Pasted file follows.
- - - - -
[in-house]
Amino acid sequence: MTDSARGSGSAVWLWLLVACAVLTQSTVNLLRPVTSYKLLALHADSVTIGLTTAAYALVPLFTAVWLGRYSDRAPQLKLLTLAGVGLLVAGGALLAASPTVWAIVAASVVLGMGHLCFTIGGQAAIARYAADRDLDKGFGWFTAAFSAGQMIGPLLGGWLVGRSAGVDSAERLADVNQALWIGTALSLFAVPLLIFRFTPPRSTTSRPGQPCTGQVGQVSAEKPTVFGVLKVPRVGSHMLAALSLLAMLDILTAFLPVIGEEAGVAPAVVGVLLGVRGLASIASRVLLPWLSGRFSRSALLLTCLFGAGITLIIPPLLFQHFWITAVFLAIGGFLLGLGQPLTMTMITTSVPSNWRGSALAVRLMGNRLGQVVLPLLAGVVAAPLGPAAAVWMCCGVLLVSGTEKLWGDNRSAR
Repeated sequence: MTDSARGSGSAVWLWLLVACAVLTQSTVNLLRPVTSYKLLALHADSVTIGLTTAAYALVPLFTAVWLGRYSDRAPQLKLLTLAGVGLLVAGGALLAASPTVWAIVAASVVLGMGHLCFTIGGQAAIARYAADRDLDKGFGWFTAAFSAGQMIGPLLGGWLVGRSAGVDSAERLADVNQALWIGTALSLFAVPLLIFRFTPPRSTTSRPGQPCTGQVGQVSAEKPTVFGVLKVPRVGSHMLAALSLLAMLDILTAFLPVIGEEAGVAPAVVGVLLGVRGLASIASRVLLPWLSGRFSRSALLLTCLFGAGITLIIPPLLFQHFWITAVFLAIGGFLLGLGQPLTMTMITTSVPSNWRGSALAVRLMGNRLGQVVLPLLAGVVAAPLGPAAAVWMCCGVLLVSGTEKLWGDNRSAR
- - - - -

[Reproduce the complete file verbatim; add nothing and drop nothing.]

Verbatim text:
[in-house]
Amino acid sequence: MTDSARGSGSAVWLWLLVACAVLTQSTVNLLRPVTSYKLLALHADSVTIGLTTAAYALVPLFTAVWLGRYSDRAPQLKLLTLAGVGLLVAGGALLAASPTVWAIVAASVVLGMGHLCFTIGGQAAIARYAADRDLDKGFGWFTAAFSAGQMIGPLLGGWLVGRSAGVDSAERLADVNQALWIGTALSLFAVPLLIFRFTPPRSTTSRPGQPCTGQVGQVSAEKPTVFGVLKVPRVGSHMLAALSLLAMLDILTAFLPVIGEEAGVAPAVVGVLLGVRGLASIASRVLLPWLSGRFSRSALLLTCLFGAGITLIIPPLLFQHFWITAVFLAIGGFLLGLGQPLTMTMITTSVPSNWRGSALAVRLMGNRLGQVVLPLLAGVVAAPLGPAAAVWMCCGVLLVSGTEKLWGDNRSAR
Repeated sequence: MTDSARGSGSAVWLWLLVACAVLTQSTVNLLRPVTSYKLLALHADSVTIGLTTAAYALVPLFTAVWLGRYSDRAPQLKLLTLAGVGLLVAGGALLAASPTVWAIVAASVVLGMGHLCFTIGGQAAIARYAADRDLDKGFGWFTAAFSAGQMIGPLLGGWLVGRSAGVDSAERLADVNQALWIGTALSLFAVPLLIFRFTPPRSTTSRPGQPCTGQVGQVSAEKPTVFGVLKVPRVGSHMLAALSLLAMLDILTAFLPVIGEEAGVAPAVVGVLLGVRGLASIASRVLLPWLSGRFSRSALLLTCLFGAGITLIIPPLLFQHFWITAVFLAIGGFLLGLGQPLTMTMITTSVPSNWRGSALAVRLMGNRLGQVVLPLLAGVVAAPLGPAAAVWMCCGVLLVSGTEKLWGDNRSAR